Dancer Diary: How Social Media Can Support Your Dance Career
For the past two years, I’ve had the privilege of sharing my journey back to dance following a chronic illness with all of you amazing Dance Magazine readers. During this “Begin Again” series, I’ve improved my technical training, overcome injuries, developed audition materials, signed with an agent, and made strides auditioning for major companies and productions. It’s safe to say that 23 columns later, I’m no longer beginning again—I’ve begun!
So, from now on, this column will go by the name “Dancer Diary,” and it will focus on my life as a dancer in New York City. The content won’t be changing all that much—I’ll still be sharing the hurdles I’m facing and solving problems with the support of experts. But it felt like it was time to recognize my growth. I’m so grateful to have made it to the middle of this amazing journey.
For the maiden voyage of the new Dancer Diary column, I’ll be talking about social media, and how we can use it to support our dance careers.
I’ve been told that social media is an extension of my resumé, and that casting directors are looking at my profile as part of their decision-making process. But what exactly are they looking for? A specific number of followers? Clips of my work? Just a general vibe check? How can we know if what we’re putting out there is serving us or hurting us? I spoke with Whitney Uland, a social media expert (as well as actor, writer, director, and life coach), to get answers to the questions that are plaguing us.
As co-president of the junior division of the Hollywood Radio & Television Society, an organization made up of Hollywood executives, Uland has special insight into what the decision-makers are looking for. “They’ve told me that there was a phase in the industry when they thought follower count mattered,” she says. “But now, they have realized it doesn’t necessarily translate into bringing in audience members. Just because someone follows you online doesn’t necessarily mean they are going to come and buy a ticket to your show. So the numbers are so much less important.”
Phew, that’s a relief! I don’t know about you guys, but I have my hands full enough with auditions, classes, vocal training, acting classes, teaching, and writing. The thought of building up a following, stressing about vanity metrics, and keeping up with ever-changing social media trends makes me sweat! I just want to dance.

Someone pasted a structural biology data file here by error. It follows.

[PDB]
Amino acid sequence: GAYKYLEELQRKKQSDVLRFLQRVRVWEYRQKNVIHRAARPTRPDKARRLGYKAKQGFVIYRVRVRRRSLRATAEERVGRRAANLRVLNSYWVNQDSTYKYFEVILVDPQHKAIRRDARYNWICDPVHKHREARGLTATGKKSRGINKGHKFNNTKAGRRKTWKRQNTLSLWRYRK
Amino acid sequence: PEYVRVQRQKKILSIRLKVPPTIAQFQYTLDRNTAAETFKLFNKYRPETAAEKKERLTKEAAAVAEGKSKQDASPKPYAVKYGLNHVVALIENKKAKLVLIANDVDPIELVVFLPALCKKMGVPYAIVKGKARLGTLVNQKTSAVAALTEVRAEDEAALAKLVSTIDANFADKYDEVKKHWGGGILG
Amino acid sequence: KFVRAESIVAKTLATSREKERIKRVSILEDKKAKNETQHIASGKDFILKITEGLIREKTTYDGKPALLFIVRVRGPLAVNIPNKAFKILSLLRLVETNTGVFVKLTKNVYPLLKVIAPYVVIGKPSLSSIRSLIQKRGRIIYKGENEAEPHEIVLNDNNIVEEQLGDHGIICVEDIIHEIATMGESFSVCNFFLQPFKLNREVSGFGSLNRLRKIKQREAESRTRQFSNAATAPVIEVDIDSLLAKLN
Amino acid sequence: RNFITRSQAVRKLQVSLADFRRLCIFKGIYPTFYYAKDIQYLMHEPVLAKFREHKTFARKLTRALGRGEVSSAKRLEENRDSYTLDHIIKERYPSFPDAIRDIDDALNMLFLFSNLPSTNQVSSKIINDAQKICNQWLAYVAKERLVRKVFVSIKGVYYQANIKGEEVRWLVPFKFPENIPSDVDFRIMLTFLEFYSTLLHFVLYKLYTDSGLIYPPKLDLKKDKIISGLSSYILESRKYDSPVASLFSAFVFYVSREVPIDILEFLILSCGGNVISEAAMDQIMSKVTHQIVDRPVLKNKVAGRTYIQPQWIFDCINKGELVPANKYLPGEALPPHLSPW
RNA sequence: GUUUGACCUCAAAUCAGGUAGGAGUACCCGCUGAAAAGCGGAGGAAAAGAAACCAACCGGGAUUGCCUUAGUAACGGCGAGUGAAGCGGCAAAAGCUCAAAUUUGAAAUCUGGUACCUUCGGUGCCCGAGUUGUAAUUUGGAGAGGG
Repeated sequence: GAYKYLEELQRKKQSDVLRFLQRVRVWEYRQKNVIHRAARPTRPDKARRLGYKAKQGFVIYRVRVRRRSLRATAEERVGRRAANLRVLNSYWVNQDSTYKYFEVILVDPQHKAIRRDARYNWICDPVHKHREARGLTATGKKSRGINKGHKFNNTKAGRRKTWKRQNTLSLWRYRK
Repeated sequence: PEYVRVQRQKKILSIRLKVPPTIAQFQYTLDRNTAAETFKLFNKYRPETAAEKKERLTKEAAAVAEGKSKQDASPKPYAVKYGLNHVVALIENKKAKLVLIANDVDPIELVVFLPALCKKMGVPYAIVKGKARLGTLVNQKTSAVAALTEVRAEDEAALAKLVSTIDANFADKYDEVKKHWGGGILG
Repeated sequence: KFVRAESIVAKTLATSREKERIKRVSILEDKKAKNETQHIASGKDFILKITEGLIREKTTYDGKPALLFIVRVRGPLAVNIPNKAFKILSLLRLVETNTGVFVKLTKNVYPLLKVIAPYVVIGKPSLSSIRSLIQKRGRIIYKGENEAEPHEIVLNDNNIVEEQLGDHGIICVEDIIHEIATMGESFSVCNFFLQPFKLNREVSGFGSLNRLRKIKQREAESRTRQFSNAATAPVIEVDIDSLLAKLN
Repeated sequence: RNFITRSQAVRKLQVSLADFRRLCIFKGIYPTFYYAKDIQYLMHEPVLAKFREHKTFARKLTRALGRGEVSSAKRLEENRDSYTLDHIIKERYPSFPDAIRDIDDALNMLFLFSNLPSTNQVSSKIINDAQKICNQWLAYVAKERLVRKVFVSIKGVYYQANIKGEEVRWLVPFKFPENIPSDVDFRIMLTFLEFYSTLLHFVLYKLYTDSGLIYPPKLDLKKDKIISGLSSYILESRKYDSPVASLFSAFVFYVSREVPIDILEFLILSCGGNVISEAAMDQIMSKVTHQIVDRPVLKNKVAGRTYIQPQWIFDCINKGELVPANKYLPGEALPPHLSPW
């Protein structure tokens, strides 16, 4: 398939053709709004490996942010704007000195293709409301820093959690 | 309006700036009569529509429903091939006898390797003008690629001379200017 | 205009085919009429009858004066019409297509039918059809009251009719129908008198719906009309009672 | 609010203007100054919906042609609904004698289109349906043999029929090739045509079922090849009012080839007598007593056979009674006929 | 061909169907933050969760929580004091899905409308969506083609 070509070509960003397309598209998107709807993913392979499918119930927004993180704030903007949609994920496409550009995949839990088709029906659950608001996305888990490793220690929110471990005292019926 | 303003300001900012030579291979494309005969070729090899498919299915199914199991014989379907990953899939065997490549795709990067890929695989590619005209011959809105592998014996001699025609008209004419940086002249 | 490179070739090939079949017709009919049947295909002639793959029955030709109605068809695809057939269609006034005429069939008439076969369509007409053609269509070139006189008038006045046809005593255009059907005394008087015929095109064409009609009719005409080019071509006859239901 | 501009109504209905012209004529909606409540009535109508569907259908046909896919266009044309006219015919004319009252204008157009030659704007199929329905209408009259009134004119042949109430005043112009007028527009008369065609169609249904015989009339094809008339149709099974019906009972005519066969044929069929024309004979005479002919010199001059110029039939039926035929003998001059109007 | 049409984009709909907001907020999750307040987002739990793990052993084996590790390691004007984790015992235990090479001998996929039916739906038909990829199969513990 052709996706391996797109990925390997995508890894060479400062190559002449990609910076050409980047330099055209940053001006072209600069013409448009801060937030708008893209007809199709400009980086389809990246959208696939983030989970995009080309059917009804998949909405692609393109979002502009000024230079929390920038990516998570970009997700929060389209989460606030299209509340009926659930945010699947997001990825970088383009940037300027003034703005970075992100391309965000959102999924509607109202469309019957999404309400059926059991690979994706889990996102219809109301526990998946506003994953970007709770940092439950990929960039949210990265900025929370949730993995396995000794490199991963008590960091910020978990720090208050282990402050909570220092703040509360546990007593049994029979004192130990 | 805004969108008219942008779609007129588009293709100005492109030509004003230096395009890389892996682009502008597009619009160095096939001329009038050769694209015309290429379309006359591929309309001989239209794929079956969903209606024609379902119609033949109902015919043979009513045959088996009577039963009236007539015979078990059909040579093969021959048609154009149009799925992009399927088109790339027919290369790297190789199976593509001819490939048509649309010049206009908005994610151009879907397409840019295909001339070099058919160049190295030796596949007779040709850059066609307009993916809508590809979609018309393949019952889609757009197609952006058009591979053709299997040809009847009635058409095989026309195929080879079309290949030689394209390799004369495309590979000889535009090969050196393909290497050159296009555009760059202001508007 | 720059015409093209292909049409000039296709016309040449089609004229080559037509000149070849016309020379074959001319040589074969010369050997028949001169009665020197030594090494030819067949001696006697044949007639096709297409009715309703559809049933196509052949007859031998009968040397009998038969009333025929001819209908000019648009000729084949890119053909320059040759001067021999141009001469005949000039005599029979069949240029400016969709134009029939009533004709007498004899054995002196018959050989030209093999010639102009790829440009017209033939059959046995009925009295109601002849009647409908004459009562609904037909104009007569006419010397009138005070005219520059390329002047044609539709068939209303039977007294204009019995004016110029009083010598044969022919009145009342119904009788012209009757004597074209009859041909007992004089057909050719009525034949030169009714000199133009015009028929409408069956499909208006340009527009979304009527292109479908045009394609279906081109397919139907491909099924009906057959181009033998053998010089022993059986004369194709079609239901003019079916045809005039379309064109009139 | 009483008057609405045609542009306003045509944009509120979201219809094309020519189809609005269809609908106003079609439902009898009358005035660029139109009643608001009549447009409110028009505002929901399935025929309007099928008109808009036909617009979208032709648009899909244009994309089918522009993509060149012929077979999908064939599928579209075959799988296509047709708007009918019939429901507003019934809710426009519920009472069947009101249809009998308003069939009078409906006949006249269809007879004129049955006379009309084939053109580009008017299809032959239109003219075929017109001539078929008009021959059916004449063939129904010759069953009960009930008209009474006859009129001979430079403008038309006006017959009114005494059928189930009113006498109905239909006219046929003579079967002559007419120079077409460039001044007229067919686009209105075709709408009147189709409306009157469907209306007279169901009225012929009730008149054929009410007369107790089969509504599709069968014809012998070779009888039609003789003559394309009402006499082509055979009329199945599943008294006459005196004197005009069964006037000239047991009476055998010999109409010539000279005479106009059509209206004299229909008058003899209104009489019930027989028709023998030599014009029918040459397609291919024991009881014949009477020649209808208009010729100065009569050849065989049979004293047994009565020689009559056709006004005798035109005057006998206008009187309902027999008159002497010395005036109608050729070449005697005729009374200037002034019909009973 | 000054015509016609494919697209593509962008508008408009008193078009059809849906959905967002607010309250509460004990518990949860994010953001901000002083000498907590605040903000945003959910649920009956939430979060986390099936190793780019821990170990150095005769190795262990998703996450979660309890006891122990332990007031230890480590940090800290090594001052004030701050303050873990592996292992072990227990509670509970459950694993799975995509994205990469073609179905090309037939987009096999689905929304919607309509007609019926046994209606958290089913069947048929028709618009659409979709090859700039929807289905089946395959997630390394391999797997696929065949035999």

What is the purpose of social media if not to build up a massive following? Uland says she likes to view it as a networking tool. “It’s an opportunity to expand your community and get your work in front of people who are rooting for you,” she says. For example, when an unexpected turn of events left Uland agentless in 2021, she announced on social media that she was looking to get work as an actor, and that she was doing so without an agent. A casting director saw that announcement and began rooting for her. “She ended up sending me a bunch of auditions and I ended up booking one of them,” Uland says.
What exactly makes people root for someone on social media? According to Uland, the biggest hurdle for performers is that they typically try to show up online as a product rather than a person. “Casting directors and choreographers can see your perfect pirouettes in the audition room,” she says. “What they can’t necessarily see in the audition room is you, your story, and your authenticity. Think of your [profile] as a block party where people can come and meet you.”
That doesn’t mean you can’t post polished videos and photos of your work. It just means they shouldn’t be all you put out there. For example, Uland recommends showing the process for getting that perfect headshot and/or reel that you posted. “It feels dangerous to put things on the internet that aren’t perfect, but those are actually the things that connect you to people, and make them fall in love with you,” she says.
Here are Uland’s tips for successful posting:
- Tell a story.
“Write out your goals, and some ideas of how you can take people on that journey with you. Then, start posting about it!”
- Follow a three-pillar posting guide.
“Come up with three pillars about who you are that you’d like to share with others. One of those things can be related to your career, and the other two can be things that you’re passionate about. For example, if you love nature, doing community service, and dancing, those are three things you can post about. It doesn’t have to be rigid, but it’s a good way to make sure you’re not just posting dance content.”
- Think of yourself as a party host.
“Remember, people who come to your page want to see you, and they want to engage with your work. Most of us think of social media as a place where we will be judged rather than a place where people who love us come to spend time with us. You have an awesome party going on, and viewing it that way will not only make the process more fun, but it will make your content stronger, as well.”
Thank you all for choosing to come to my party over the past two years and allowing me to share the good, the bad, and the ugly of my professional dance pursuits. You each make me feel so supported and cared for, and I want to do the same for you!
For my full conversation with Uland, and a not-so-glamorous day in my life vlog, head on over to Dance Magazine’s YouTube channel.